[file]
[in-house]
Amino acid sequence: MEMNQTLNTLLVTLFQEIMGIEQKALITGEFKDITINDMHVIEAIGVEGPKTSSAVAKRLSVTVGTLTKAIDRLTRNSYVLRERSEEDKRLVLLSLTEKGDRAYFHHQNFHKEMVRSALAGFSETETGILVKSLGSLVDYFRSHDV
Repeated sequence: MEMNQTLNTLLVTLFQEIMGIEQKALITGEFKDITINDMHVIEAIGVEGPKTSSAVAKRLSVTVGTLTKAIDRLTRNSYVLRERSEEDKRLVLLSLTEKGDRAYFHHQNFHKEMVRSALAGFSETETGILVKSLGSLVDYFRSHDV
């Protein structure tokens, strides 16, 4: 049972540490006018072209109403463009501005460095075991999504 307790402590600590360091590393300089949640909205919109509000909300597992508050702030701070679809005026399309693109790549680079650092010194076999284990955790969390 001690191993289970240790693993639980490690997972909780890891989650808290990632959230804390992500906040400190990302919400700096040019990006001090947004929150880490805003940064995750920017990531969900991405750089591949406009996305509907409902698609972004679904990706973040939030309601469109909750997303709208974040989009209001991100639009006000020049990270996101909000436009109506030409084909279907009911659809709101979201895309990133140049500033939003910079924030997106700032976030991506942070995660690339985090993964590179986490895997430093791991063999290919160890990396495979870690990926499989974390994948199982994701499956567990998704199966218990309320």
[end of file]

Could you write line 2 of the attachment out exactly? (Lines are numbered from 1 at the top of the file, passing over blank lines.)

Amino acid sequence: MEMNQTLNTLLVTLFQEIMGIEQKALITGEFKDITINDMHVIEAIGVEGPKTSSAVAKRLSVTVGTLTKAIDRLTRNSYVLRERSEEDKRLVLLSLTEKGDRAYFHHQNFHKEMVRSALAGFSETETGILVKSLGSLVDYFRSHDV